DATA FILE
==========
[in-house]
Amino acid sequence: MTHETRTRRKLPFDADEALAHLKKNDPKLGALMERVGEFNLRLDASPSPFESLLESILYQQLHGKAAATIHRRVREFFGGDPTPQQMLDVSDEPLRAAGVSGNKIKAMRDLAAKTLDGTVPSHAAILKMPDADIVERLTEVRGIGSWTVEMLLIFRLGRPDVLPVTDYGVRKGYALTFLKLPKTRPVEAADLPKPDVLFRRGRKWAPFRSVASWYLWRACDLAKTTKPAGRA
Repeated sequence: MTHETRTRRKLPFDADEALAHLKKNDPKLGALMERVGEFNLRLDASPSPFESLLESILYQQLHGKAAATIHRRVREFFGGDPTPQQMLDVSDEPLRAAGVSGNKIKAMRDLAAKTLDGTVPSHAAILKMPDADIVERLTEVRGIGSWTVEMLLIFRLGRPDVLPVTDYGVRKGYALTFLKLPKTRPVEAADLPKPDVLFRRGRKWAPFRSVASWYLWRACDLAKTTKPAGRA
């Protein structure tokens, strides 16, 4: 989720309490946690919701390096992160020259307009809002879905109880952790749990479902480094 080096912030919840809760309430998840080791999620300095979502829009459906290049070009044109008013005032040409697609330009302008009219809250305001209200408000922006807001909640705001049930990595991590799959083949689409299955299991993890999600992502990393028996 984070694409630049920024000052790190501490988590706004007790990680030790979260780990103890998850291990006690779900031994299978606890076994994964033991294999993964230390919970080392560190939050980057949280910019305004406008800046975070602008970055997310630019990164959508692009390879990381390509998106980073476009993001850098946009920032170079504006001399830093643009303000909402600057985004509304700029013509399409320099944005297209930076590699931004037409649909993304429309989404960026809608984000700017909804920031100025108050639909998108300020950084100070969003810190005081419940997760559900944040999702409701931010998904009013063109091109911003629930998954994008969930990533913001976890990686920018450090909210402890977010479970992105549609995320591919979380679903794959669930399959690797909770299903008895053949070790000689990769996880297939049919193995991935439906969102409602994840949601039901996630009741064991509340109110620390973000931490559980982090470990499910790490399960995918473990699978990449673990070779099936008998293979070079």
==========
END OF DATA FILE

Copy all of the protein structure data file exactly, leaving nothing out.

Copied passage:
[in-house]
Amino acid sequence: MTHETRTRRKLPFDADEALAHLKKNDPKLGALMERVGEFNLRLDASPSPFESLLESILYQQLHGKAAATIHRRVREFFGGDPTPQQMLDVSDEPLRAAGVSGNKIKAMRDLAAKTLDGTVPSHAAILKMPDADIVERLTEVRGIGSWTVEMLLIFRLGRPDVLPVTDYGVRKGYALTFLKLPKTRPVEAADLPKPDVLFRRGRKWAPFRSVASWYLWRACDLAKTTKPAGRA
Repeated sequence: MTHETRTRRKLPFDADEALAHLKKNDPKLGALMERVGEFNLRLDASPSPFESLLESILYQQLHGKAAATIHRRVREFFGGDPTPQQMLDVSDEPLRAAGVSGNKIKAMRDLAAKTLDGTVPSHAAILKMPDADIVERLTEVRGIGSWTVEMLLIFRLGRPDVLPVTDYGVRKGYALTFLKLPKTRPVEAADLPKPDVLFRRGRKWAPFRSVASWYLWRACDLAKTTKPAGRA
């Protein structure tokens, strides 16, 4: 989720309490946690919701390096992160020259307009809002879905109880952790749990479902480094 080096912030919840809760309430998840080791999620300095979502829009459906290049070009044109008013005032040409697609330009302008009219809250305001209200408000922006807001909640705001049930990595991590799959083949689409299955299991993890999600992502990393028996 984070694409630049920024000052790190501490988590706004007790990680030790979260780990103890998850291990006690779900031994299978606890076994994964033991294999993964230390919970080392560190939050980057949280910019305004406008800046975070602008970055997310630019990164959508692009390879990381390509998106980073476009993001850098946009920032170079504006001399830093643009303000909402600057985004509304700029013509399409320099944005297209930076590699931004037409649909993304429309989404960026809608984000700017909804920031100025108050639909998108300020950084100070969003810190005081419940997760559900944040999702409701931010998904009013063109091109911003629930998954994008969930990533913001976890990686920018450090909210402890977010479970992105549609995320591919979380679903794959669930399959690797909770299903008895053949070790000689990769996880297939049919193995991935439906969102409602994840949601039901996630009741064991509340109110620390973000931490559980982090470990499910790490399960995918473990699978990449673990070779099936008998293979070079």